So we said, “Let’s do something and call it Staying Engaged in 2021 and Beyond.” I’m the biggest fan of [One Fair Wage president] Saru Jayaraman, and we invited them and Moms Rising to do workshops. We also invited Ani Rivera from Galeria de la Raza, and Kimberly Ellis who is the new director of the Department of the Status of Women (I’m a commissioner on that commission). Ellis was our emcee for our fourth march, so we invited her and Ani to have a conversation on how people can stay engaged at a high level.
Which groups does Women’s March work with the most these days?
We’ve worked with the League of Women Voters SF, NARAL Pro Choice California, Planned Parenthood Northern California, with S.F.’s Office of Transgender Initiatives. We did a callout to them and said, “Hey, here’s a form. Can you please fill it out with your needs for 2021, including if the need is money/funding?” It’s on womensmarch.org along with a recording of the event from Jan. 23.
Tell us about your involvement in the Fight for $15. You yourself spoke at that event earlier this month.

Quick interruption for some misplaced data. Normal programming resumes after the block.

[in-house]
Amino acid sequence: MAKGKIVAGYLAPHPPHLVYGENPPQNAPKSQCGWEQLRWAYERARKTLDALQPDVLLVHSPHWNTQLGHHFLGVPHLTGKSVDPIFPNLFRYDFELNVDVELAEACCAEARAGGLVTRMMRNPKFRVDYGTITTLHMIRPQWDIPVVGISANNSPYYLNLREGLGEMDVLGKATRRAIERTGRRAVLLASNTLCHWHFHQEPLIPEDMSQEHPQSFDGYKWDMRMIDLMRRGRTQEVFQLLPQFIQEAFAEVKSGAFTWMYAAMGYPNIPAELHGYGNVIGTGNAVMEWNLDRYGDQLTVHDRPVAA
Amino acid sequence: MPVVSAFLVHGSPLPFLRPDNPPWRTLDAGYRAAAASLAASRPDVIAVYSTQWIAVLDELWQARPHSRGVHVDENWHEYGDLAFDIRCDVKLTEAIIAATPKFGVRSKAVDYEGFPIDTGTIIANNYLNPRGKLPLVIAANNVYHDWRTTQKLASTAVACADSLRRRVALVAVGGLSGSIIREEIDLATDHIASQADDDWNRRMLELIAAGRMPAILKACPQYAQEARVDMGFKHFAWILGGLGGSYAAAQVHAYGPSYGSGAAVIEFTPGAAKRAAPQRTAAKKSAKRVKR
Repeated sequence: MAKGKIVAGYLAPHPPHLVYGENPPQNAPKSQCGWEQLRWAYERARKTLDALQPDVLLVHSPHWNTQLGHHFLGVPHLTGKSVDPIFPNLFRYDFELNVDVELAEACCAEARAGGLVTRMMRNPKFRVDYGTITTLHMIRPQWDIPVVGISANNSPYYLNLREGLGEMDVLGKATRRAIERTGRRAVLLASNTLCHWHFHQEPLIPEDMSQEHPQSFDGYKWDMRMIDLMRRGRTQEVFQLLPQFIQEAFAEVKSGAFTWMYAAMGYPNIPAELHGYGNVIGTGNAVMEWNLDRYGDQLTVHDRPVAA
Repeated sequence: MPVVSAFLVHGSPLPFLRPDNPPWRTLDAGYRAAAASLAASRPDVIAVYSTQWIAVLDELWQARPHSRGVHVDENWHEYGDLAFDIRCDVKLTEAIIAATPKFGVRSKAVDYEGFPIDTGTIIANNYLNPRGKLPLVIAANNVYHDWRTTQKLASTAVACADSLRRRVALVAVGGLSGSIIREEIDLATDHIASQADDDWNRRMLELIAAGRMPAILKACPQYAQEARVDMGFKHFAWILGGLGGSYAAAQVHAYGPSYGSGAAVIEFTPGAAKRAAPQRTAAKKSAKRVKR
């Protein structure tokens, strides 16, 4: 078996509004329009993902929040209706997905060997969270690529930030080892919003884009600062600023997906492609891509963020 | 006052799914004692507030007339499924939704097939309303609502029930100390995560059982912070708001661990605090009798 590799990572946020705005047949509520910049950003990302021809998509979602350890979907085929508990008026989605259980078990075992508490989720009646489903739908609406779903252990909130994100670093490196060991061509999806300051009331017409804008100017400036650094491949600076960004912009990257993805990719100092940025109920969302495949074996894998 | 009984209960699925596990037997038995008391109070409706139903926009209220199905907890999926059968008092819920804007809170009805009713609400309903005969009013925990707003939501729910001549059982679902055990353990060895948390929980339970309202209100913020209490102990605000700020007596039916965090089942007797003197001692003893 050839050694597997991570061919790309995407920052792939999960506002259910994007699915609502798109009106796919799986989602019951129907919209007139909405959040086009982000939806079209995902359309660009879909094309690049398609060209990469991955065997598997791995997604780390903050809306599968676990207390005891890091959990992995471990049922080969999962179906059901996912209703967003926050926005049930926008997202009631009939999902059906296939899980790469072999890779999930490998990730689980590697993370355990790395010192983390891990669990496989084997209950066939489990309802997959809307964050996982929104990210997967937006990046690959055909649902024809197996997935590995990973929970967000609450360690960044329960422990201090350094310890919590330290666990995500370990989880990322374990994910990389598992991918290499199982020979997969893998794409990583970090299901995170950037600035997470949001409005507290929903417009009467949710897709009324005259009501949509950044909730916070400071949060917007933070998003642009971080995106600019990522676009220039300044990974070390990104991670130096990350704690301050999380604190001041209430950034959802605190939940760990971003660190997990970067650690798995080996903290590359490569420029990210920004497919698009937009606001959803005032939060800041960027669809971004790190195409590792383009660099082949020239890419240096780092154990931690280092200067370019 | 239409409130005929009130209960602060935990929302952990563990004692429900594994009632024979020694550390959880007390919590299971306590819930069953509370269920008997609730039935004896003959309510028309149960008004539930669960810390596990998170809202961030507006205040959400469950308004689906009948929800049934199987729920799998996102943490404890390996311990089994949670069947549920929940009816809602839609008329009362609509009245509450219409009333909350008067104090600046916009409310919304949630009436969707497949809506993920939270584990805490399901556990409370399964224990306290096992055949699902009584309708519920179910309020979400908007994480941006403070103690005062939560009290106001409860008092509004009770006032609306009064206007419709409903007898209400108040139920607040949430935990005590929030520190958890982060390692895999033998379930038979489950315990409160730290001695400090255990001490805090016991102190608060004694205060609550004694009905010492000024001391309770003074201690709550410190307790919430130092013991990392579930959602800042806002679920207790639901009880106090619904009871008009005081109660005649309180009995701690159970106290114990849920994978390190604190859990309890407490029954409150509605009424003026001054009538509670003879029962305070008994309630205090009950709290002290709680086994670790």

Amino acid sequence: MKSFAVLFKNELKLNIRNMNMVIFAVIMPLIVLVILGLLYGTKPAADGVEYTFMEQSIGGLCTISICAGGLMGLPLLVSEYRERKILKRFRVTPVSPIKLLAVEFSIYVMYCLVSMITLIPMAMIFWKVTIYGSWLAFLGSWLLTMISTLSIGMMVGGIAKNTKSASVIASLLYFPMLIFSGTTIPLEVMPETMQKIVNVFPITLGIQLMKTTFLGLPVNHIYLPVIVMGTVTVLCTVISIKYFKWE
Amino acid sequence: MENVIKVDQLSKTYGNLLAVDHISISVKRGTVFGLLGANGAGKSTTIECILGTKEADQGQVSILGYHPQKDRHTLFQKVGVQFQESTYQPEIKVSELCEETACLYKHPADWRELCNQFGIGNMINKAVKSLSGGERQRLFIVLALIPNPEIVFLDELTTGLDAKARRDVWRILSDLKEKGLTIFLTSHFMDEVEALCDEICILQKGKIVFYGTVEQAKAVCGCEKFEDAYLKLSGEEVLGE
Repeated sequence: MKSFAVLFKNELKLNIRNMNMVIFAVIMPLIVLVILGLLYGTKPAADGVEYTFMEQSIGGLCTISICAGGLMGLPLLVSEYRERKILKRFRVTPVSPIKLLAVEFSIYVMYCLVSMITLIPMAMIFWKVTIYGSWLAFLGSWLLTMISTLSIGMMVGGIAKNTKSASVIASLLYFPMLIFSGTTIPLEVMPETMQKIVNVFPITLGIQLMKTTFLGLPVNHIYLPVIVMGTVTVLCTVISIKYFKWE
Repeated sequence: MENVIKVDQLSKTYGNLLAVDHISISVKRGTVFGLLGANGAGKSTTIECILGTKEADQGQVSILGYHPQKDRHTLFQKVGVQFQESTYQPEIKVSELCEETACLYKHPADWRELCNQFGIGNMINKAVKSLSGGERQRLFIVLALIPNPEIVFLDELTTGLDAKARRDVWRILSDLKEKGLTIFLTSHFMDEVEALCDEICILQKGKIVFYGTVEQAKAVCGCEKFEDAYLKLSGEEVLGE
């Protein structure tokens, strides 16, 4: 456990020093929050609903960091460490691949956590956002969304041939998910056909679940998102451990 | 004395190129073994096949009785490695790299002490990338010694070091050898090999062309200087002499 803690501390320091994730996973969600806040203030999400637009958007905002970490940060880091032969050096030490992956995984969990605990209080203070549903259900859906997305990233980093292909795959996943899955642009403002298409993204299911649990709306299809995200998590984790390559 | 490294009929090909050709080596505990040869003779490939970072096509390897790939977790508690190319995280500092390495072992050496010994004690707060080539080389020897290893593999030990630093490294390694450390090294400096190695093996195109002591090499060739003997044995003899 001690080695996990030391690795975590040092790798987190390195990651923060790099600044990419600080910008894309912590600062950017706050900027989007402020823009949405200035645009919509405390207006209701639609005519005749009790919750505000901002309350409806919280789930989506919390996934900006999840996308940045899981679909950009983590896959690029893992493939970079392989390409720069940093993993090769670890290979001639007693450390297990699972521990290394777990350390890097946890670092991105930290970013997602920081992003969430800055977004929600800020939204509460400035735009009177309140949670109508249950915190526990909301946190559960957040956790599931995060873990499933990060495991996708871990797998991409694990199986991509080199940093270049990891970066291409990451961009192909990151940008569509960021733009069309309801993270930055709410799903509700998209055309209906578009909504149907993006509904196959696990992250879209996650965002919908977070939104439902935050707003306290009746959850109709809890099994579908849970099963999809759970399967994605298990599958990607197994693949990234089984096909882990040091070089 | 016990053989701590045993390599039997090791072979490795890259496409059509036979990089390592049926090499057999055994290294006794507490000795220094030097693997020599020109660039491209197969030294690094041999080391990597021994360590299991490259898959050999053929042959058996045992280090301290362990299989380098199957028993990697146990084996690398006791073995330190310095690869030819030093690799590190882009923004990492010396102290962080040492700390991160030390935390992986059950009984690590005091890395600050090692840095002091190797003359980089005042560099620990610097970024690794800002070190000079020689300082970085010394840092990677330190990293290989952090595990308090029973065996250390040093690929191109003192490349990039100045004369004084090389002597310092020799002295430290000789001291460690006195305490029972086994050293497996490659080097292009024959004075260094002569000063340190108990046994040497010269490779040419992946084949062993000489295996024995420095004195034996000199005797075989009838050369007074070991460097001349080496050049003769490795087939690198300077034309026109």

Women’s March didn’t organize it. One Fair Wage, Ultraviolet, and V-Day did, and they invited us. We’re very big on amplifying the work that other people do. The idea was to get out there on International Women’s Day to fight for fair wages. OFW is doing so much amazing work right one and their biggest thing is not just women but for people in the food industry. They are so fucking underpaid!
They rely on tips, which is one of the most racist and most unfair ways to pay somebody — especially women. They have to put up with assaults, they have to put up with constant sexism. They’re depending on a freaking tip, so if someone grabs them they have to smile and shut up and take it. It’s such a disgusting thing that we’re still doing that.
We should also point out that $15/hr is still only $32K a year.